A Father in Scotland Fights for Equal Rights

When it comes to parent rights, mothers are still often given more rights than fathers. These rights come from the simple fact that mother’s have the ability to determine what goes on the birth certificate. Once that document is made, it becomes a very complicated process to alter it. One father in Scotland is fighting to change that.

Ron Park is arguing for the right to be able to see his son, which was born last year. The son’s mother and him are not married; therefore, she was not required to put Park’s name down as the father. He now has no rights to his son, and she isn’t allowing him to see the child.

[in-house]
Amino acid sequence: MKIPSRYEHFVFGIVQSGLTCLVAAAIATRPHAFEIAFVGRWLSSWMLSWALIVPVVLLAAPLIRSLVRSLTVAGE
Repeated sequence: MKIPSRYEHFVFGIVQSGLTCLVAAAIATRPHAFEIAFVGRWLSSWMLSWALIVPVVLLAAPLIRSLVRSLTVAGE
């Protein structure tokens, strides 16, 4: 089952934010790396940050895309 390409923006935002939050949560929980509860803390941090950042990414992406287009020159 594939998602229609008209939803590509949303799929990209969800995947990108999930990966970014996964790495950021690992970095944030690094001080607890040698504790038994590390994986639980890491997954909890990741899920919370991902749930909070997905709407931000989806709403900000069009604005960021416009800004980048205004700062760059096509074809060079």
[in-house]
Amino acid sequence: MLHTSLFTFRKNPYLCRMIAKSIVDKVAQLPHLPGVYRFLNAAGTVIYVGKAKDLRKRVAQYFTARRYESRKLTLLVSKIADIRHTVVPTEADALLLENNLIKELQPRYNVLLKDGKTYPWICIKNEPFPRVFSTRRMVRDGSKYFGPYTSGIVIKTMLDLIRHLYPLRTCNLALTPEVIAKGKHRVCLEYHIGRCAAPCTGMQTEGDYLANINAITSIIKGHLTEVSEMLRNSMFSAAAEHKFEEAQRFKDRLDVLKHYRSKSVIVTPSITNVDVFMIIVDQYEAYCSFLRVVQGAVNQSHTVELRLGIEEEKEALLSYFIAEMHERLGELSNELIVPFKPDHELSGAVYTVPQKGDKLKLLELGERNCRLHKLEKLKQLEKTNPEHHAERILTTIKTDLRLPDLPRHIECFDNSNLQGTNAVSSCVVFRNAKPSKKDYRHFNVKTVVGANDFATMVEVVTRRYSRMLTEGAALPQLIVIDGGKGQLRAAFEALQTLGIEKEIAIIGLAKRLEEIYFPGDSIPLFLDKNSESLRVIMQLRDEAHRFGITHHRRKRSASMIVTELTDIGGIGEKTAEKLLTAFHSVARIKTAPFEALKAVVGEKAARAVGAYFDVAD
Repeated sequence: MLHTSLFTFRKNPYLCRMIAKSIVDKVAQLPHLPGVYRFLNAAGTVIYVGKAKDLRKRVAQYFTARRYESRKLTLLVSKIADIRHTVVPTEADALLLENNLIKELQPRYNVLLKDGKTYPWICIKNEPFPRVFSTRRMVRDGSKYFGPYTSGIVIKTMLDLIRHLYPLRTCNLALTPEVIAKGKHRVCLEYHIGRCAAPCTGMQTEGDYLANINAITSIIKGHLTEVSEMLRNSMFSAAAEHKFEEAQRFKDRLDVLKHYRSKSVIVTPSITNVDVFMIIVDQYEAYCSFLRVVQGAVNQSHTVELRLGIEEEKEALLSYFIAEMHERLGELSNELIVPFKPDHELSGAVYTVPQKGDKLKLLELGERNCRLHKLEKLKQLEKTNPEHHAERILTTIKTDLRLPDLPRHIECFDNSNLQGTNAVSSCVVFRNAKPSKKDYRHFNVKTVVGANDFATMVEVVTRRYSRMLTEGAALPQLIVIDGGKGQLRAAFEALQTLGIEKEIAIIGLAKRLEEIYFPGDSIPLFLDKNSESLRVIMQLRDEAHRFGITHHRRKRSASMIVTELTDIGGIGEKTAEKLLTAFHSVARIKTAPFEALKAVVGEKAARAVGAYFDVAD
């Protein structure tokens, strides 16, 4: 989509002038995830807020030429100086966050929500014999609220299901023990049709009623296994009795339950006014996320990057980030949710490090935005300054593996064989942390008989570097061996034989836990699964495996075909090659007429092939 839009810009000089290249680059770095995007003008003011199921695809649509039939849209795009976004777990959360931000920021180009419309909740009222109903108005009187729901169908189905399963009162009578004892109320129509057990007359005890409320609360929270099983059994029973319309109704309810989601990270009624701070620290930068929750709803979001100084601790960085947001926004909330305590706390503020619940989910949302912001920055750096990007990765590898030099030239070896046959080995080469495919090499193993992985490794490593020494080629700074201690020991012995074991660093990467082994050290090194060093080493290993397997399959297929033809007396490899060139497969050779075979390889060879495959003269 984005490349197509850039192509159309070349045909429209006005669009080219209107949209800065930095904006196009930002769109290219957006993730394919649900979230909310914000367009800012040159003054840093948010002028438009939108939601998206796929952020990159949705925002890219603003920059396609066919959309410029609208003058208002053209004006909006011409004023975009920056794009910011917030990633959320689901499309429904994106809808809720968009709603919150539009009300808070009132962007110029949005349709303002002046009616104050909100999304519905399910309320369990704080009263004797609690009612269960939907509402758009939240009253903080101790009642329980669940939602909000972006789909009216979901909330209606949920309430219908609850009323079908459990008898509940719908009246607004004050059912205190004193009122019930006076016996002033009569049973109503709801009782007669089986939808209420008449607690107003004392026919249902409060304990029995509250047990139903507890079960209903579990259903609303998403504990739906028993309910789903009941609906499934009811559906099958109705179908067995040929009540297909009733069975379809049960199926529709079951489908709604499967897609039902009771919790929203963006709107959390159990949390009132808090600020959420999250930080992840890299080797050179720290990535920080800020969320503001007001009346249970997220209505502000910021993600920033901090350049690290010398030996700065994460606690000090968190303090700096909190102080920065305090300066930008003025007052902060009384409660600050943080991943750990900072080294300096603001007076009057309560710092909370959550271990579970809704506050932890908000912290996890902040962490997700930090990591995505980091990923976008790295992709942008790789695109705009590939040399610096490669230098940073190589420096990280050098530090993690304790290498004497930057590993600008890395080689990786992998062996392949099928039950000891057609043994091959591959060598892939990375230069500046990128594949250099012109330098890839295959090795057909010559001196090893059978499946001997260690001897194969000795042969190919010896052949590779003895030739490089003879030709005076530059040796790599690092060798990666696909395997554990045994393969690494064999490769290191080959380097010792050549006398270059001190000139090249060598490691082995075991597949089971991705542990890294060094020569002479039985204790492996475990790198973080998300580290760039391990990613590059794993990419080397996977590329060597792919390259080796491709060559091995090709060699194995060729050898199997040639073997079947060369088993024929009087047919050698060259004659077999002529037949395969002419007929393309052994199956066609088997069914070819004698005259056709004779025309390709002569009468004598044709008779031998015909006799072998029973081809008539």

Park is fighting to change the law, which would allow family court to enforce DNA paternity testing in what he calls “extreme cases.” According to Park, there are an estimated 160,000 fathers separated from their children because of similar situations. In Scotland, ten percent of all births are registered without a father listed.

These fathers simply want the same rights that mothers are given and the chance to see and support their children. Enforcing DNA paternity testing in these cases would allow them those important rights and roles. It could also be a great benefit to the children.